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Thursday, August 14, 2014

Volatile region needs a strategy

Telegraph Editorial

President George W. Bush’s decision to attack Iraq, take down Saddam Hussein and make the Middle East safe for democracy is considered among the worst foreign policy blunders in American history.

Much of the current unrest in the region can trace its roots to the destabilizing effects of tearing apart a country without a clue about how to put it back together. It was a fear of the unknown consequences of attempting to rebuild a fractured Iraq that led President George H. W. Bush to wisely stop the first Gulf War before conquering Baghdad. ...

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President George W. Bush’s decision to attack Iraq, take down Saddam Hussein and make the Middle East safe for democracy is considered among the worst foreign policy blunders in American history.

Much of the current unrest in the region can trace its roots to the destabilizing effects of tearing apart a country without a clue about how to put it back together. It was a fear of the unknown consequences of attempting to rebuild a fractured Iraq that led President George H. W. Bush to wisely stop the first Gulf War before conquering Baghdad.

Today, the question is whether President Barack Obama is making another gigantic foreign policy blunder by trying to soft-pedal what is turning into the United States’ third war in Iraq in the past quarter-century. Critics contend the president’s reluctance to aggressively confront the Islamic State of Iraq and al-Sham poses great danger to American regional interests and national security.

Complicating the situation is the political upheaval taking place in the Iraqi government. Prime Minister Nouri al-Maliki refuses to step aside, even after President Fouad Massoum selected the deputy speaker of parliament to replace him within 30 days. In an eerie admonition, al-Maliki warned army, police and security forces to stay out of the political crisis and focus on defending the country.

The Obama administration hopes that a new Iraqi government will be more inclusive of divergent interests and pave the way for a lasting political solution that will finally facilitate national stability. But even if everything works out perfectly, it will still likely be many years before the country can return to any sense of normalcy.

The problem at hand, however, is ISIS. Unless its advances are stopped, the question of who is Iraq’s prime minister could be moot. And that’s why Obama is under attack on many fronts, including from former Secretary of State Hillary Clinton, who took Obama to task in an interview published in The Atlantic for not articulating a forceful foreign policy strategy.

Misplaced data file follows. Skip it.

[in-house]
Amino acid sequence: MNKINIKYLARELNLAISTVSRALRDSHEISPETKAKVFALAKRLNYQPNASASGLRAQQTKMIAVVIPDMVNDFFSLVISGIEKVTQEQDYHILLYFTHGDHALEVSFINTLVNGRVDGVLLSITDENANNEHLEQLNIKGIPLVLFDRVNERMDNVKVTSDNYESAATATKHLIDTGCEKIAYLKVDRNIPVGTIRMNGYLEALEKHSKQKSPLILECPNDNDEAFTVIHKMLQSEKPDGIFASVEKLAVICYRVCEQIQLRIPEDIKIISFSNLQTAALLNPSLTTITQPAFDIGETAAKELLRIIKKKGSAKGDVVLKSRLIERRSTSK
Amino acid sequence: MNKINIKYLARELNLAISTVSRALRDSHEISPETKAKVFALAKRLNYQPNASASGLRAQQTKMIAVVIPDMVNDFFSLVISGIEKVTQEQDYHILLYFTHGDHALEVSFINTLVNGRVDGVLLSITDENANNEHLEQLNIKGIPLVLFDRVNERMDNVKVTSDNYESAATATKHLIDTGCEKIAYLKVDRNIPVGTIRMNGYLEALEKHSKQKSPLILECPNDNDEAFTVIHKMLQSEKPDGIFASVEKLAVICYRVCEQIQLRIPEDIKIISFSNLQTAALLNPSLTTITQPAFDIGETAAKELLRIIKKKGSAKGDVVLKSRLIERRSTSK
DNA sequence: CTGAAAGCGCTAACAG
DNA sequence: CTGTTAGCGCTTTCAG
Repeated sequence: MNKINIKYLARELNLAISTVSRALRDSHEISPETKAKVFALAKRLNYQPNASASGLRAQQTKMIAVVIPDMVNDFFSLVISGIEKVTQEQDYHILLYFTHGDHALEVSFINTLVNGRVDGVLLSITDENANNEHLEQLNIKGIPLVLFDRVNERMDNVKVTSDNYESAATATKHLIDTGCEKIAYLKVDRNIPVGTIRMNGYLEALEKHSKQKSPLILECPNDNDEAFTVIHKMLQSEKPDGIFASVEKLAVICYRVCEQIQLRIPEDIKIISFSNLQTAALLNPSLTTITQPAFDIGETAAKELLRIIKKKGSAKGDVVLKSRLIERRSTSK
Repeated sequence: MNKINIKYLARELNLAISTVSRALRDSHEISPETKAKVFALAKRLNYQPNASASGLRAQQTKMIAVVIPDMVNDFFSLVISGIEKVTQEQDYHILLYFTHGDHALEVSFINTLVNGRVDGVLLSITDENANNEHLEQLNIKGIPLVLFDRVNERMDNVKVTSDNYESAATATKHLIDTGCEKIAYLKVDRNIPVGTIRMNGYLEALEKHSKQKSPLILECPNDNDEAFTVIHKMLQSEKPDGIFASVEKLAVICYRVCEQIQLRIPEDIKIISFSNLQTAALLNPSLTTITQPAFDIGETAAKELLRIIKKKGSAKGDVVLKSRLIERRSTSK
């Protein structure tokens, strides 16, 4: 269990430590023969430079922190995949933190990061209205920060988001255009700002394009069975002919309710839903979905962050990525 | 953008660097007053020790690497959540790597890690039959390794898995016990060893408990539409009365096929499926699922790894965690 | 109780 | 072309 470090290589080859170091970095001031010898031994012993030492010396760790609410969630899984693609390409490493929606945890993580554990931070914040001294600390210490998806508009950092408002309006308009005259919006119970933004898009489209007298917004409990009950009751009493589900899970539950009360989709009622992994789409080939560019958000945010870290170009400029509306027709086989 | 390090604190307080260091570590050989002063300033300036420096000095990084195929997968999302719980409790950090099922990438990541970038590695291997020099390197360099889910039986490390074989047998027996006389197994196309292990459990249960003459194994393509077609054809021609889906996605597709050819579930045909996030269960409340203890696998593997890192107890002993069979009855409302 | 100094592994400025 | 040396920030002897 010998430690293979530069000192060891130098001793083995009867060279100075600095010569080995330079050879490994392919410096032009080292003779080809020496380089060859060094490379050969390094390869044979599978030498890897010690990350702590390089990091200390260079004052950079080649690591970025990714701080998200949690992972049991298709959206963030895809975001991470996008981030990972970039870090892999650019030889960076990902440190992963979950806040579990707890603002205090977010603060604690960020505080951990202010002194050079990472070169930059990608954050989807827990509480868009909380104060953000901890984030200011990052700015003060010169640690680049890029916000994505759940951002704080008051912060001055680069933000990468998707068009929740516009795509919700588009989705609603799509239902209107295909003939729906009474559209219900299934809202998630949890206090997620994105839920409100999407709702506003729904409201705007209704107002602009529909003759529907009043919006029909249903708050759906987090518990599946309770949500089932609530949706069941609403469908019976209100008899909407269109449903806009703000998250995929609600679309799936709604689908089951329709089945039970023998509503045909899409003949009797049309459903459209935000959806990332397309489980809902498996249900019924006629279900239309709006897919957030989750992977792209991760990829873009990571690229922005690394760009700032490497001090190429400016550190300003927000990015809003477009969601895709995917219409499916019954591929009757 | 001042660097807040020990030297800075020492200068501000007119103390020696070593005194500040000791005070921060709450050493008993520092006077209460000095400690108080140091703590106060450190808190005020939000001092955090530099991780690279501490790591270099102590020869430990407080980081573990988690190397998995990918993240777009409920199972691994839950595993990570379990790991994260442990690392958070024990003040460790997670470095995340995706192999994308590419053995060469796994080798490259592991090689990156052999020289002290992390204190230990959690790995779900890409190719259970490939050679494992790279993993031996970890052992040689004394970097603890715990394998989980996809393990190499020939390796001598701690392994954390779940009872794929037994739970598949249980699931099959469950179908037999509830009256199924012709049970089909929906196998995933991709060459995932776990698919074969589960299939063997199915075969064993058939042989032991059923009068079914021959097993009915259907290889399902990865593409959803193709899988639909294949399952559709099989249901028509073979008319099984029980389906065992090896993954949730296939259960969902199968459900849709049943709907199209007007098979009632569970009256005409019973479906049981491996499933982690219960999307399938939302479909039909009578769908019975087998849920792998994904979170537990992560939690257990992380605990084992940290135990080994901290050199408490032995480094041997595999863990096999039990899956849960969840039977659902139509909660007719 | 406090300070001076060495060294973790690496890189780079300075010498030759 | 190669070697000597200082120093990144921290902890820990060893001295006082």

“Great nations need organizing principles, and ‘don’t do stupid stuff’ is not an organizing principle,” Clinton said, in a direct dig at the phrase Obama has used to articulate his foreign policy objective.

Now, certainly Clinton’s comments were undoubtedly self-serving. As she prepares to seek the presidency, she needs to separate herself from the increasingly unpopular president for whom she worked.

Yet, she also has a point. While Americans have grown tired of extended overseas military commitments that drag on seemingly without resolution, they are becoming even more exasperated with a president whose first instinct is to retreat.

The issue at hand is ISIS, which is perilously close to establishing a base from which it can become a true terrorist training ground to wreak havoc around the world. It now controls large sections of eastern Syria and western Iraq, enriched, armed and emboldened with the bounty it has collected in its march westward.

While Baghdad is not in immediate danger, the same cannot be said for northwestern Iraq, now under the control of the Kurdish regional government, which is next on ISIS’ hit list. The oil-rich region of the country would further strengthen the ruthless Islamic extremists.

The Obama administration’s decision to provide aid and air cover to the Kurds gave of the appearance of a last-minute panic reaction, rather than part of a true strategy.

And that’s the problem. Regardless of how we got to where we are, the president needs to articulate a clear strategy for stopping ISIS before that organization becomes even more dangerous and reaches the point where it can’t be stopped.

Obama has been directing from behind for too long. It’s time to step up and lead.